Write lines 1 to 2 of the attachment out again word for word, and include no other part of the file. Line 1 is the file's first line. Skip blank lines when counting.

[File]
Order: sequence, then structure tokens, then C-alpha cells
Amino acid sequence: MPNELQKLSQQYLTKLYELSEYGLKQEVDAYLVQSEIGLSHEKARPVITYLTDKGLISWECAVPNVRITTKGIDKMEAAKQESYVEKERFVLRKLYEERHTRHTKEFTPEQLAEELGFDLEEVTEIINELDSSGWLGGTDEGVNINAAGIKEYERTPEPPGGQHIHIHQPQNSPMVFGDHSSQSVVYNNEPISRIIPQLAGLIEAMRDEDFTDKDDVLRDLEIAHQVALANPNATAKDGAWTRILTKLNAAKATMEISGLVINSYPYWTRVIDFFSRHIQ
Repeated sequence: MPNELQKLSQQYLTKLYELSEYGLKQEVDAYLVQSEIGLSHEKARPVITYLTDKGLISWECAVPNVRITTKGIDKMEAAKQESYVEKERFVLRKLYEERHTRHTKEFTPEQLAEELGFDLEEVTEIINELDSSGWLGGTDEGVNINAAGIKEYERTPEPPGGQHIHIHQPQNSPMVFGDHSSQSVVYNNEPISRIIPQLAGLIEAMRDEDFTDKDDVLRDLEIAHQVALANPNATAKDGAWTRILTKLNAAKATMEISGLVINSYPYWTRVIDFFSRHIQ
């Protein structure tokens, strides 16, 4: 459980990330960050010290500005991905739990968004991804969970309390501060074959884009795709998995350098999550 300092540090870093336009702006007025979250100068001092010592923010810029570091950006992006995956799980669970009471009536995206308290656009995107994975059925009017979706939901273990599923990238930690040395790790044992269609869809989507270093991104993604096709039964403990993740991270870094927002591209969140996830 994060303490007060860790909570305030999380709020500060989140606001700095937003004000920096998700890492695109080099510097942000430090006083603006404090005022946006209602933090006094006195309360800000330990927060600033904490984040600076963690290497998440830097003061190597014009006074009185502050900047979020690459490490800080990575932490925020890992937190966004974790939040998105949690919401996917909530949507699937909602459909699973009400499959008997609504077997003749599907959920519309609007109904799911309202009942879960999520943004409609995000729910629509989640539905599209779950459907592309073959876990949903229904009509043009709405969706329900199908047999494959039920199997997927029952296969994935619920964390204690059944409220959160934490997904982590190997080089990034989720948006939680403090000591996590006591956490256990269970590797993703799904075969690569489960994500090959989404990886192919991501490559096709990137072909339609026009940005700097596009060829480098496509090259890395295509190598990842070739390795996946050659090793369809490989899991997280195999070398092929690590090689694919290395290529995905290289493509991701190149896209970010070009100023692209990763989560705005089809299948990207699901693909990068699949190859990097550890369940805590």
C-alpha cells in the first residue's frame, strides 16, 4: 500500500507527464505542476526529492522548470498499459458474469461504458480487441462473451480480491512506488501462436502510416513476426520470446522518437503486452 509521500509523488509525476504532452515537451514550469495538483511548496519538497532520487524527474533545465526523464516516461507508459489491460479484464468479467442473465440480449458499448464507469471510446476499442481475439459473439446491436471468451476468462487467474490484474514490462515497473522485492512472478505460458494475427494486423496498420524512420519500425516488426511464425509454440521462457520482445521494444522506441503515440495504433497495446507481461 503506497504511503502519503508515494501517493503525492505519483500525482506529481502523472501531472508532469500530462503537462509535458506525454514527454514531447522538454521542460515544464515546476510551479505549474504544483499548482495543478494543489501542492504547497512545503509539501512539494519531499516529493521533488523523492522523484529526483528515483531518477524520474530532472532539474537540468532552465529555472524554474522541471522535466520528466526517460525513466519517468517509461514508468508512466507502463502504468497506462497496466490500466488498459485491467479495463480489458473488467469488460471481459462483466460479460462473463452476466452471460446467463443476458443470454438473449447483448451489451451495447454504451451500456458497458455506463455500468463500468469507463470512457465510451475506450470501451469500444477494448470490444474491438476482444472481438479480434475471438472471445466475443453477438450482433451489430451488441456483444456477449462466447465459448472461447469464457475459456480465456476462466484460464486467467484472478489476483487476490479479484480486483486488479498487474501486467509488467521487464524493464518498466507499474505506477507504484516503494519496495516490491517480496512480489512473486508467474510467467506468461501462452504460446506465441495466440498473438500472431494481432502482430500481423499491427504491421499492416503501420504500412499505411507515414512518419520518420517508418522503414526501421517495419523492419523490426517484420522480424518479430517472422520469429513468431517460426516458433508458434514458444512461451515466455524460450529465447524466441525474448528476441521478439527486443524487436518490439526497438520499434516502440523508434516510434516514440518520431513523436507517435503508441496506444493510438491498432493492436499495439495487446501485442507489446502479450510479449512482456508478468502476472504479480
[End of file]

Order: sequence, then structure tokens, then C-alpha cells
Amino acid sequence: MPNELQKLSQQYLTKLYELSEYGLKQEVDAYLVQSEIGLSHEKARPVITYLTDKGLISWECAVPNVRITTKGIDKMEAAKQESYVEKERFVLRKLYEERHTRHTKEFTPEQLAEELGFDLEEVTEIINELDSSGWLGGTDEGVNINAAGIKEYERTPEPPGGQHIHIHQPQNSPMVFGDHSSQSVVYNNEPISRIIPQLAGLIEAMRDEDFTDKDDVLRDLEIAHQVALANPNATAKDGAWTRILTKLNAAKATMEISGLVINSYPYWTRVIDFFSRHIQ